Memorial Services will be held at a later date. No Viewing at George's request. Contributions can be made in George's name to Labelle American Legion or the V.F.W. or to the American Cancer Society in Georgia L. Walker and Richard R. Kornmann, Jr.
Cremation Arrangements by Akin-Davis Funeral Home - LaBelle.

Monday, August 07, 2017

Jeremy Daniel Penton Murdered In Clewiston

On August 6, 2017, at approximately 2:39am, Hendry County Sheriff’s Deputies responded to the area of Twin Lakes Subdivision, Clewiston, Florida, in reference to a young male lying on the ground.

Upon deputy’s arrival, they were able to identify the victim as 17 years old, Jeremy Daniel Penton of Clewiston. At this time it is unknown what may have led to the killing of Penton.

Anyone with any information regarding this homicide is asked to call the Hendry County Sheriff’s Office, Investigator Vernon Speak, at (863) 674-5600 or (863)-805-5000; or you may contact Crime Stoppers at 1-800-780-(TIPS)(8477), where you may become eligible for a cash reward of up to $1,000.00 if your tip leads to an arrest.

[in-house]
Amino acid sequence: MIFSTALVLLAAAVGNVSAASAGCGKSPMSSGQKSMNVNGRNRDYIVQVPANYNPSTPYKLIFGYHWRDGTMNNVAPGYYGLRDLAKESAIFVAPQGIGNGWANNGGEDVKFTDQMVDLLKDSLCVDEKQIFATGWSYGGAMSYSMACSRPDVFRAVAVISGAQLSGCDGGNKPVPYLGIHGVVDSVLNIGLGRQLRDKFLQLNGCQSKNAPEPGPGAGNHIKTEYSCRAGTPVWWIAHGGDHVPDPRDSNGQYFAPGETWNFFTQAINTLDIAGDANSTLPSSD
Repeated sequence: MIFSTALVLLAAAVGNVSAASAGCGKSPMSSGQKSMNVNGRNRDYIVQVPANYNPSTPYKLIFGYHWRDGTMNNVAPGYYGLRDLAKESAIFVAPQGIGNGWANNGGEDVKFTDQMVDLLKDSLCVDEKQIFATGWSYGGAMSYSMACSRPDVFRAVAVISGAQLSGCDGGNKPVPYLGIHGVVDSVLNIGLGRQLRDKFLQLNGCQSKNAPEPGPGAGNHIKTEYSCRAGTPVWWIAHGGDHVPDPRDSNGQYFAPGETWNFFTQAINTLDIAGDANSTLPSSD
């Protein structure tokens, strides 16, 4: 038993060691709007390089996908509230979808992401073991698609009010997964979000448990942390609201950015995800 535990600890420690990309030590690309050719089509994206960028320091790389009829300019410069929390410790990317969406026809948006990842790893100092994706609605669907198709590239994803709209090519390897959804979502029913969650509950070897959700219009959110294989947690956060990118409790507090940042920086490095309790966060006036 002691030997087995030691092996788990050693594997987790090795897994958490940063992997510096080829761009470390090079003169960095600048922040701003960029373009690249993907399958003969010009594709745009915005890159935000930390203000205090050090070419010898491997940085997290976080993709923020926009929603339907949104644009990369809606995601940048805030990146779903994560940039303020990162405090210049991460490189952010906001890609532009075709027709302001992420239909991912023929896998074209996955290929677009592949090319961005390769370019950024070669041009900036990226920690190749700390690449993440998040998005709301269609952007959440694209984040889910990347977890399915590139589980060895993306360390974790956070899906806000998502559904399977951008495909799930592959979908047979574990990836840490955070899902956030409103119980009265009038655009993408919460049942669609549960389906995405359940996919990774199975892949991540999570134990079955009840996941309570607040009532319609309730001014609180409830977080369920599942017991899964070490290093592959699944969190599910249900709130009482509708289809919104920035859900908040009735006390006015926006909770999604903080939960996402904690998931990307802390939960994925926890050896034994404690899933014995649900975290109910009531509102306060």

Update: Family members have gone into the Twin Lakes Subdivision and have been handing out flyers asking for assistance from residents in finding out who killed their grandson.

At this time there is a $10,000.00 reward for the arrest and conviction of the person(s) involved in the killing of 17 year old Jeremy Penton.

Friday, August 04, 2017

Lily Paniagua Honored By MADD



Florida Department of Health in Hendry County (FDOH-Hendry) and Drug Free Hendry County (DFHC) and one of their Live Positive 863 students were honored for their achievement for the prevention of underage drinking at the 2017 Mothers Against Drunk Driving (MADD) Statewide Law Enforcement Recognition Ceremony.